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Book Review

Book Cover

Kingston to Cable


Author: Gary Greenwood
Pendragon Press
RRP: £8.99
ISBN: 978 1 906864 21 7
Available 31 May 2012

Kingston is a small isolated town; used to Strangers, they view them with suspicion. On a particular day, Hook arrives, causing nothing but trouble. The only other Stranger is unable or unwilling to get involved and it takes the intervention of a single young man to eject Hook from the town, but not until he has transformed the boy into a Stranger called Justice. Now Justice hunts the land for Hook, seeking answers. But these two creatures labour under the pretence of free will as their every action is being controlled by greater beings, one of which has a penchant for dressing as a jester...

Kingston to Cable by Gary Greenwood is, by the authors own admission, an odd book, which started life as a collection of short stories. Although they are set in the same environment, they were written over a number of years and this has led to perspective changes from one story to another. I expected this to be more disconcerting than it ended up being, the overall result has a tapestry feel to it with the individual stories coming together to create a satisfying whole.

Greenwood has recreated a fantasy version of the American west with the added inclusion of powerful, but enigmatic, beings which may be gods. This tale of guns, gods and monsters opens, appropriately, with the arrival of a Stranger. The Strangers are nomadic creatures, who may or may not be gods; they travel between settlements, bringing chaos or the hope of order.

This form of crossover is a relatively small sub-genre, though many will have seen Cowboys & Aliens (2011), or read the successful Dark Tower series of books, by Stephen King - which is similar, in that it crosses the western genre with others. That is not to say that Kingston is a rip off of The Dark Tower because of its setting any more than believing that all science fiction stories are the same as they share common tropes. Not being a fan of the core cowboy genre, I had not expected to enjoy the book as much as I did. Few will have not seen a western at some point in their lives and the use of Americanisms, like Ma and Pa do not feel intrusive or forced, nor do they force the reader’s attention out and away from the story.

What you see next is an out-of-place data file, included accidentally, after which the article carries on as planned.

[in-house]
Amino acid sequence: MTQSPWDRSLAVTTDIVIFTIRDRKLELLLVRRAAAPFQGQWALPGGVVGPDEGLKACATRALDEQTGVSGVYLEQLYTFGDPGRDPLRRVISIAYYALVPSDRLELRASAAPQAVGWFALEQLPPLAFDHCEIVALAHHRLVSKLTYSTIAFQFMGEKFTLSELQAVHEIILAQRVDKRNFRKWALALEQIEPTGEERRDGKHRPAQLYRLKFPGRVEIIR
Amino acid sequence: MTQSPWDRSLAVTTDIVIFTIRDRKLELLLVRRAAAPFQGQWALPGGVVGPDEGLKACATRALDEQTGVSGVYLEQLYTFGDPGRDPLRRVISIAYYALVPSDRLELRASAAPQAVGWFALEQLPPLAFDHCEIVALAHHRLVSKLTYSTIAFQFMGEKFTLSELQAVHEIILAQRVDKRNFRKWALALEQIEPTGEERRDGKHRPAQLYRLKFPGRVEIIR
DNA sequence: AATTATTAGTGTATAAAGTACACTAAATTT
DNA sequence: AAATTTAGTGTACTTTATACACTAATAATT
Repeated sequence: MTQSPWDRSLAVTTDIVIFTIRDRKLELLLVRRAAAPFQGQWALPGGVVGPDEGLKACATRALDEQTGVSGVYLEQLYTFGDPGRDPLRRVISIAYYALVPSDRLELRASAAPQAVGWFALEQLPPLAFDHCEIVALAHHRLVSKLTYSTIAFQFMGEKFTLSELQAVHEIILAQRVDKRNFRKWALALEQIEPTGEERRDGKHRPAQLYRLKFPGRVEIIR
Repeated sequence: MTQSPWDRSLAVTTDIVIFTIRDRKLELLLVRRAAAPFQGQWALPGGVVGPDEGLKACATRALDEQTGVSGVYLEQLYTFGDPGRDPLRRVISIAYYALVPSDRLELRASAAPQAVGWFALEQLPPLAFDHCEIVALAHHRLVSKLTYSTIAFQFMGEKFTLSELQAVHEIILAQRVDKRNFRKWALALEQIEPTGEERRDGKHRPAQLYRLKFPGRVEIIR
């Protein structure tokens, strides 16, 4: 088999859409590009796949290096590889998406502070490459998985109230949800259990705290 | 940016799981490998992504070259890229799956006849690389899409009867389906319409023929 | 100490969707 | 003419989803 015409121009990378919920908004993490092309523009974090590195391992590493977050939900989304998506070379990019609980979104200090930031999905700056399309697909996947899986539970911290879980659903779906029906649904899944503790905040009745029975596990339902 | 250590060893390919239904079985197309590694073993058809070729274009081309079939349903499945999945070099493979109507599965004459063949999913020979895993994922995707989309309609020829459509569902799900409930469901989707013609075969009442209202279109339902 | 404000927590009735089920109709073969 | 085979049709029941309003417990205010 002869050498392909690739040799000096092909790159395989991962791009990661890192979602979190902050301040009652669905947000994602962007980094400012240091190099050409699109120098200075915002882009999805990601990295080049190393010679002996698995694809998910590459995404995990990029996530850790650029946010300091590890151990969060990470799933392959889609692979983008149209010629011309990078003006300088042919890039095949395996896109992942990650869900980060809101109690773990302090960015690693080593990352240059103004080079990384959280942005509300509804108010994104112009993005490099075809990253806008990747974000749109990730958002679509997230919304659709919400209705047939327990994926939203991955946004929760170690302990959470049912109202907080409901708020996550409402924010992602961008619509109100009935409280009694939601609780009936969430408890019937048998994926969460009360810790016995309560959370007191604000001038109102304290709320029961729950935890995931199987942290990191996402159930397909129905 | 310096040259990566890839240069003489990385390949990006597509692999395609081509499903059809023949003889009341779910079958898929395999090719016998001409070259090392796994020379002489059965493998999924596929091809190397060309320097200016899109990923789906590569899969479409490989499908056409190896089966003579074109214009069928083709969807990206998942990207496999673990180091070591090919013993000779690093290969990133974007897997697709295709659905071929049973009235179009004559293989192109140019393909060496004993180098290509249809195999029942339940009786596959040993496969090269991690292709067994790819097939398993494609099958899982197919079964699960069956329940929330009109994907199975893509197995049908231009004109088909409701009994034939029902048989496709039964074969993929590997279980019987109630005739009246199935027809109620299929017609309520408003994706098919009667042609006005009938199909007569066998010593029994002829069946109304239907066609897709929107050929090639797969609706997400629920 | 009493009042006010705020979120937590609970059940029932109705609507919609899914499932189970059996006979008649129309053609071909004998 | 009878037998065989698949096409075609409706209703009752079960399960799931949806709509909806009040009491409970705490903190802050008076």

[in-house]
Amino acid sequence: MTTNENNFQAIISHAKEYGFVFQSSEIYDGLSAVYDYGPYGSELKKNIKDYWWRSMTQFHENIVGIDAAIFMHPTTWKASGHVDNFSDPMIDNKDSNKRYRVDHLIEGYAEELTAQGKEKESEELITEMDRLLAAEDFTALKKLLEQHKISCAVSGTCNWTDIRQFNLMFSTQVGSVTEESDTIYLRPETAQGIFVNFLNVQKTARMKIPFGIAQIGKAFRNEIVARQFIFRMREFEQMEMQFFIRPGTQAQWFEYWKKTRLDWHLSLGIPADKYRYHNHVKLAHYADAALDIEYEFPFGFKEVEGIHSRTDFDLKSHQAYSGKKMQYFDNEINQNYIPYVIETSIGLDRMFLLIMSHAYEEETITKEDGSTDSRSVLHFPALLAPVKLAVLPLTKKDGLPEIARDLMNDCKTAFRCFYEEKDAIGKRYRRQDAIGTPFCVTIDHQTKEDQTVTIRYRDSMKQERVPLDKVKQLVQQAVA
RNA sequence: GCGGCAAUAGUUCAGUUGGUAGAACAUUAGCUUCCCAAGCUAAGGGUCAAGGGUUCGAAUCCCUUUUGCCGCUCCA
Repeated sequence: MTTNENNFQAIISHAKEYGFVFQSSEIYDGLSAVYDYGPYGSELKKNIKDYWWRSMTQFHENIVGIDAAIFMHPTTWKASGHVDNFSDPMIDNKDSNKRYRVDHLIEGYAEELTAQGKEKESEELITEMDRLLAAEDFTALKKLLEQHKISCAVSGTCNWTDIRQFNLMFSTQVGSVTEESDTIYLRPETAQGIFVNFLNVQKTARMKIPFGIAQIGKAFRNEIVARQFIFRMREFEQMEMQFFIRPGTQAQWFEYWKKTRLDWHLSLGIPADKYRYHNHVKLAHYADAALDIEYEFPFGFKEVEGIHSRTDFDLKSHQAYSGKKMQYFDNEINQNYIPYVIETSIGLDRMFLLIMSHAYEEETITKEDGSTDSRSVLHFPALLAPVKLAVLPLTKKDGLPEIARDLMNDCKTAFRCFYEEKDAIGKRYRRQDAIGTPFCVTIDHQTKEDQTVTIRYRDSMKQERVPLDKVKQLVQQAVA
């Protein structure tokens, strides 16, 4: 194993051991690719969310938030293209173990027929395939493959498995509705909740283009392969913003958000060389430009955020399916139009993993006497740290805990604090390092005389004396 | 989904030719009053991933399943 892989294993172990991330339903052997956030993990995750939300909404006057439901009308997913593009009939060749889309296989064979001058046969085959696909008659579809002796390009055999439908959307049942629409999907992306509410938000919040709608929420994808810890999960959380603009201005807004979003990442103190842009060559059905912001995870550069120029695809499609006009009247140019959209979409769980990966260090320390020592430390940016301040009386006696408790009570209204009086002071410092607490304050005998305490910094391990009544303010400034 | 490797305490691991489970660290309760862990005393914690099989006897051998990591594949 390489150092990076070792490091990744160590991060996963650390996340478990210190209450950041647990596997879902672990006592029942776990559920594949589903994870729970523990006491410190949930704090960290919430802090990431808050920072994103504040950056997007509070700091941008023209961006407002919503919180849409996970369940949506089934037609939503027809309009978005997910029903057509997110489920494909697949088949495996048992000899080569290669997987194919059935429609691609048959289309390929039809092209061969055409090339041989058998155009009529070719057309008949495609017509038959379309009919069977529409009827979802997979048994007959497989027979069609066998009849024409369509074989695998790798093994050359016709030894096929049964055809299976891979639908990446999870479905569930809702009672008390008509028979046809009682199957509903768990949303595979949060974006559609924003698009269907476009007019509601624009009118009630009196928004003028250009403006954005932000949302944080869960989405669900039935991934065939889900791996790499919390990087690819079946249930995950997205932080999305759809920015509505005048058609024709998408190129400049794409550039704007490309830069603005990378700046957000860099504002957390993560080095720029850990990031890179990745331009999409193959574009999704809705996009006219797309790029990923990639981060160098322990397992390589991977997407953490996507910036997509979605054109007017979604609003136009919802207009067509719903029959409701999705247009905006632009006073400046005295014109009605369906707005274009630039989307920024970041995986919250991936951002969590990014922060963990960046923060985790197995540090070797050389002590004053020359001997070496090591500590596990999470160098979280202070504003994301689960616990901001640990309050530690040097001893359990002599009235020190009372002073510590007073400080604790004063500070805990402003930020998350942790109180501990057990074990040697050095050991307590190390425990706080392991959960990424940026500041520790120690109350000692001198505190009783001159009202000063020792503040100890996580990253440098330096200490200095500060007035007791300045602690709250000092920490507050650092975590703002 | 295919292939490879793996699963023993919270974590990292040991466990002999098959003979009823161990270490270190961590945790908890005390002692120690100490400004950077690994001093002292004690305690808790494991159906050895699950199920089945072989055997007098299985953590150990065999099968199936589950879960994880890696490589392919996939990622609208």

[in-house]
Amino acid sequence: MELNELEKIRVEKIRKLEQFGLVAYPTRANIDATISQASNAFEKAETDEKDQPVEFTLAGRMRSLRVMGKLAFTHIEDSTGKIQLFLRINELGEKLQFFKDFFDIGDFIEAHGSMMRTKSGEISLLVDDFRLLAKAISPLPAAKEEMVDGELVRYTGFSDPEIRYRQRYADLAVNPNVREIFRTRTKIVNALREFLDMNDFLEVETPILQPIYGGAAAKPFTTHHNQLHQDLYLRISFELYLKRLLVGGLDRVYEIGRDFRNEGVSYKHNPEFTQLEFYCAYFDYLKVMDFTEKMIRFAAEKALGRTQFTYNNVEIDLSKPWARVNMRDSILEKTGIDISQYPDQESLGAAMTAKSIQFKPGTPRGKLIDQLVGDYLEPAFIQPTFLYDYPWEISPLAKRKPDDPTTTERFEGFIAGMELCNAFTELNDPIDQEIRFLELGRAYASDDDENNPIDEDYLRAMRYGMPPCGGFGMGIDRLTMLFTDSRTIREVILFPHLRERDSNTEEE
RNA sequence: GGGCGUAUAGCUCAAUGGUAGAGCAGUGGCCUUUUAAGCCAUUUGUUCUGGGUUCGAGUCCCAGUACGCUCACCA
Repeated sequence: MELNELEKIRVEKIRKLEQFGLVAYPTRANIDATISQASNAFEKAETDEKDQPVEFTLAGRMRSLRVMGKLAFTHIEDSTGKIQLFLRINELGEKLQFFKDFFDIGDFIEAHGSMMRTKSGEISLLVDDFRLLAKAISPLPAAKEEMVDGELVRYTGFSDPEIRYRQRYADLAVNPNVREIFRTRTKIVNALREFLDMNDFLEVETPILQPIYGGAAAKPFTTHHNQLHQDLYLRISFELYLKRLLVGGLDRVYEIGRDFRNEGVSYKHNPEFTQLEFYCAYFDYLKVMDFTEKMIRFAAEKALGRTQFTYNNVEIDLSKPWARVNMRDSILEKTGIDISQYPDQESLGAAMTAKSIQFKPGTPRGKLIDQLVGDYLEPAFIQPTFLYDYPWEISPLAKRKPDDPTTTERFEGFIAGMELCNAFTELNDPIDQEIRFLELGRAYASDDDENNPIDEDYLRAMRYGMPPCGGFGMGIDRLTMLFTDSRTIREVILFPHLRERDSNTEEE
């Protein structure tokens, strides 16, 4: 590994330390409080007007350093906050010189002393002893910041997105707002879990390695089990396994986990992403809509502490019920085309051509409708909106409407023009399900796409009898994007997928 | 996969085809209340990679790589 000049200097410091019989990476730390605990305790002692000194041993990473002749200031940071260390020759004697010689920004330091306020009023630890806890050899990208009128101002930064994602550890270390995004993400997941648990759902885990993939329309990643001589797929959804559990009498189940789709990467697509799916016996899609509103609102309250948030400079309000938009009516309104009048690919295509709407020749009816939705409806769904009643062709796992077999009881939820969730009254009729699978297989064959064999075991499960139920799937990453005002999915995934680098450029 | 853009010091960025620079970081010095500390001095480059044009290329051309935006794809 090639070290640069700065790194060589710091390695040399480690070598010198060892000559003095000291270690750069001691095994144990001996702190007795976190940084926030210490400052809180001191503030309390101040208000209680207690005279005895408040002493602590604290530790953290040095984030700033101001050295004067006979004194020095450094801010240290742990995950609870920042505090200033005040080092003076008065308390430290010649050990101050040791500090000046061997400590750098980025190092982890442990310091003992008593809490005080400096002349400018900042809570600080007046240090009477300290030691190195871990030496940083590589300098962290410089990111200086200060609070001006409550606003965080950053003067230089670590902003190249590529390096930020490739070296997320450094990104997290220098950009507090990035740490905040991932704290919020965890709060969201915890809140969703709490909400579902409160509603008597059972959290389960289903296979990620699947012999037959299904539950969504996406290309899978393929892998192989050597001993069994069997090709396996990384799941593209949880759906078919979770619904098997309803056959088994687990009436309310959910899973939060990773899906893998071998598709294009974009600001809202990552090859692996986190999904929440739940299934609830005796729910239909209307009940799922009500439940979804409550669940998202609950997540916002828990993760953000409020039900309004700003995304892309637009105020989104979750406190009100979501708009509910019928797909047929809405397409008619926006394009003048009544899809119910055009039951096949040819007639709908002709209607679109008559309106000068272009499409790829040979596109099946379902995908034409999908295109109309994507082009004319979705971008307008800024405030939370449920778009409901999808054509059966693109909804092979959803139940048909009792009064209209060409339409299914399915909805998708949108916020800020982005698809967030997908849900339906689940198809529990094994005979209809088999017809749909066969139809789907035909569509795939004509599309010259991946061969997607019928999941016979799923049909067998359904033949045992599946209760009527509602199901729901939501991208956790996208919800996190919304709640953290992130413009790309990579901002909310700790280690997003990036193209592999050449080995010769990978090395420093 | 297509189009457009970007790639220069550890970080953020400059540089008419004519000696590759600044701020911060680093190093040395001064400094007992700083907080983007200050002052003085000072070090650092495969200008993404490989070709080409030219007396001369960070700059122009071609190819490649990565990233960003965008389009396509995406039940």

Written as separate pieces, the story takes a little time to settle its focus on its main narrative, but when it does it provides a very satisfying read. I have never been a great fan of westerns, but this is immaterial when reading the book, as Greenwood keeps his descriptions to a bare minimum, stopping the setting getting in the way of the story. This also has a downside as the information about the world is limited, which is a shame as he alludes to a lot of things that would have been good to know more about. I wanted to know more about the kingdoms, the lost civilisations and how the society had come about. With none of the history, the isolation of the story feels total.

In his preface Greenwood writes that he was asked to finish the tales with a conclusion and although it has the same scarcity of description as the rest of the book, the book comes to a satisfying ending.

Even if you don’t like the idea of westerns, I’d still recommend the book as one to pick up.


Charles Packer

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